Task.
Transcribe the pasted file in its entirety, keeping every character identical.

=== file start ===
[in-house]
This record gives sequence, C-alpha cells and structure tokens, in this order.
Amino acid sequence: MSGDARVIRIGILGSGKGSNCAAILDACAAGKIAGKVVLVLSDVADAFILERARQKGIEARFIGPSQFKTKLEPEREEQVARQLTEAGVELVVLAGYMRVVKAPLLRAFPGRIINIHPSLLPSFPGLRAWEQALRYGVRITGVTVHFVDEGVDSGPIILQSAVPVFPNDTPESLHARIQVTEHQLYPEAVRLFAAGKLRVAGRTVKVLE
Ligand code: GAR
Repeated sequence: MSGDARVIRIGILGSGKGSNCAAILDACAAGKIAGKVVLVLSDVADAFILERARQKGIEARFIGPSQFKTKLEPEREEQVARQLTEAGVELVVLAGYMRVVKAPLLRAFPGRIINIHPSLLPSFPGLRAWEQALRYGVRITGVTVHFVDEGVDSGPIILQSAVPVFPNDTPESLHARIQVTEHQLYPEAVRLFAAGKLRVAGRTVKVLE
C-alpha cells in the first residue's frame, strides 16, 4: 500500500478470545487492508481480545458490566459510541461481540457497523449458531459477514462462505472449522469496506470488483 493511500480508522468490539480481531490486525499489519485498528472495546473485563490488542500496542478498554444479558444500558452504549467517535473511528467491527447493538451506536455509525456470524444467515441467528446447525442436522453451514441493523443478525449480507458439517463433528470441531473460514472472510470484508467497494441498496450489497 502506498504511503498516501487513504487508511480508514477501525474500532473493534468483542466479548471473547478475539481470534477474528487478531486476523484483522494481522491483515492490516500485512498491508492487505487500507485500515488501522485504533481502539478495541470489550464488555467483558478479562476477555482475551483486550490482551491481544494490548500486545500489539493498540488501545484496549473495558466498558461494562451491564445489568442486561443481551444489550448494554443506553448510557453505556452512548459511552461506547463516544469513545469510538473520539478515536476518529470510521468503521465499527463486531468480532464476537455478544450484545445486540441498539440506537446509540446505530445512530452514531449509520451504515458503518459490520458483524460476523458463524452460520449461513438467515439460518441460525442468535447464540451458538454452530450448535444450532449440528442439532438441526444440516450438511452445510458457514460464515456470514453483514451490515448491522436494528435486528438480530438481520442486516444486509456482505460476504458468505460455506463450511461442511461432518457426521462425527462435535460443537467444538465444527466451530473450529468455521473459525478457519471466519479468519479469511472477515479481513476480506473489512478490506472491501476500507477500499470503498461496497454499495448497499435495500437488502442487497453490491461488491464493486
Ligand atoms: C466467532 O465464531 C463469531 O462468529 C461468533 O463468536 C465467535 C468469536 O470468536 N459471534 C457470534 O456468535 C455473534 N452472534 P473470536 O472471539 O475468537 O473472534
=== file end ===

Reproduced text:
[in-house]
This record gives sequence, C-alpha cells and structure tokens, in this order.
Amino acid sequence: MSGDARVIRIGILGSGKGSNCAAILDACAAGKIAGKVVLVLSDVADAFILERARQKGIEARFIGPSQFKTKLEPEREEQVARQLTEAGVELVVLAGYMRVVKAPLLRAFPGRIINIHPSLLPSFPGLRAWEQALRYGVRITGVTVHFVDEGVDSGPIILQSAVPVFPNDTPESLHARIQVTEHQLYPEAVRLFAAGKLRVAGRTVKVLE
Ligand code: GAR
Repeated sequence: MSGDARVIRIGILGSGKGSNCAAILDACAAGKIAGKVVLVLSDVADAFILERARQKGIEARFIGPSQFKTKLEPEREEQVARQLTEAGVELVVLAGYMRVVKAPLLRAFPGRIINIHPSLLPSFPGLRAWEQALRYGVRITGVTVHFVDEGVDSGPIILQSAVPVFPNDTPESLHARIQVTEHQLYPEAVRLFAAGKLRVAGRTVKVLE
C-alpha cells in the first residue's frame, strides 16, 4: 500500500478470545487492508481480545458490566459510541461481540457497523449458531459477514462462505472449522469496506470488483 493511500480508522468490539480481531490486525499489519485498528472495546473485563490488542500496542478498554444479558444500558452504549467517535473511528467491527447493538451506536455509525456470524444467515441467528446447525442436522453451514441493523443478525449480507458439517463433528470441531473460514472472510470484508467497494441498496450489497 502506498504511503498516501487513504487508511480508514477501525474500532473493534468483542466479548471473547478475539481470534477474528487478531486476523484483522494481522491483515492490516500485512498491508492487505487500507485500515488501522485504533481502539478495541470489550464488555467483558478479562476477555482475551483486550490482551491481544494490548500486545500489539493498540488501545484496549473495558466498558461494562451491564445489568442486561443481551444489550448494554443506553448510557453505556452512548459511552461506547463516544469513545469510538473520539478515536476518529470510521468503521465499527463486531468480532464476537455478544450484545445486540441498539440506537446509540446505530445512530452514531449509520451504515458503518459490520458483524460476523458463524452460520449461513438467515439460518441460525442468535447464540451458538454452530450448535444450532449440528442439532438441526444440516450438511452445510458457514460464515456470514453483514451490515448491522436494528435486528438480530438481520442486516444486509456482505460476504458468505460455506463450511461442511461432518457426521462425527462435535460443537467444538465444527466451530473450529468455521473459525478457519471466519479468519479469511472477515479481513476480506473489512478490506472491501476500507477500499470503498461496497454499495448497499435495500437488502442487497453490491461488491464493486
Ligand atoms: C466467532 O465464531 C463469531 O462468529 C461468533 O463468536 C465467535 C468469536 O470468536 N459471534 C457470534 O456468535 C455473534 N452472534 P473470536 O472471539 O475468537 O473472534